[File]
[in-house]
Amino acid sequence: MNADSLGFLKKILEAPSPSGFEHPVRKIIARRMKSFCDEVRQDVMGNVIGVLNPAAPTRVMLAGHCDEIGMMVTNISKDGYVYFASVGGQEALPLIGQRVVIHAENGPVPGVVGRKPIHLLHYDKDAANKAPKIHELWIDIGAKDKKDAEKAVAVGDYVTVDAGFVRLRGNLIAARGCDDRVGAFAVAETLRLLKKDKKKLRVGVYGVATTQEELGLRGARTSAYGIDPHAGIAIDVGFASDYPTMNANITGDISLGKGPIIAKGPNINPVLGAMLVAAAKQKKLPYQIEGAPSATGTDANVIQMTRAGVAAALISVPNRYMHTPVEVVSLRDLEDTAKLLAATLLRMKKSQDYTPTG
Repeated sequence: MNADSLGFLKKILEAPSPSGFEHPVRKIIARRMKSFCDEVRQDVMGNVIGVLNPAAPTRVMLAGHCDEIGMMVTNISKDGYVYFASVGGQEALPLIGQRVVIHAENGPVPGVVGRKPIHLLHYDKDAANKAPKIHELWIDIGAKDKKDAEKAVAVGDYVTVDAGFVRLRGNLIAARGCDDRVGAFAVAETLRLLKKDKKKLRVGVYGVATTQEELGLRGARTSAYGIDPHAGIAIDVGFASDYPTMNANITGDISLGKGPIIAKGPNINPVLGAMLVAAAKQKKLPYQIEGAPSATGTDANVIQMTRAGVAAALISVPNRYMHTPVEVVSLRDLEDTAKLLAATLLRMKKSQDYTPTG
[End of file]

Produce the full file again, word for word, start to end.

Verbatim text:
[in-house]
Amino acid sequence: MNADSLGFLKKILEAPSPSGFEHPVRKIIARRMKSFCDEVRQDVMGNVIGVLNPAAPTRVMLAGHCDEIGMMVTNISKDGYVYFASVGGQEALPLIGQRVVIHAENGPVPGVVGRKPIHLLHYDKDAANKAPKIHELWIDIGAKDKKDAEKAVAVGDYVTVDAGFVRLRGNLIAARGCDDRVGAFAVAETLRLLKKDKKKLRVGVYGVATTQEELGLRGARTSAYGIDPHAGIAIDVGFASDYPTMNANITGDISLGKGPIIAKGPNINPVLGAMLVAAAKQKKLPYQIEGAPSATGTDANVIQMTRAGVAAALISVPNRYMHTPVEVVSLRDLEDTAKLLAATLLRMKKSQDYTPTG
Repeated sequence: MNADSLGFLKKILEAPSPSGFEHPVRKIIARRMKSFCDEVRQDVMGNVIGVLNPAAPTRVMLAGHCDEIGMMVTNISKDGYVYFASVGGQEALPLIGQRVVIHAENGPVPGVVGRKPIHLLHYDKDAANKAPKIHELWIDIGAKDKKDAEKAVAVGDYVTVDAGFVRLRGNLIAARGCDDRVGAFAVAETLRLLKKDKKKLRVGVYGVATTQEELGLRGARTSAYGIDPHAGIAIDVGFASDYPTMNANITGDISLGKGPIIAKGPNINPVLGAMLVAAAKQKKLPYQIEGAPSATGTDANVIQMTRAGVAAALISVPNRYMHTPVEVVSLRDLEDTAKLLAATLLRMKKSQDYTPTG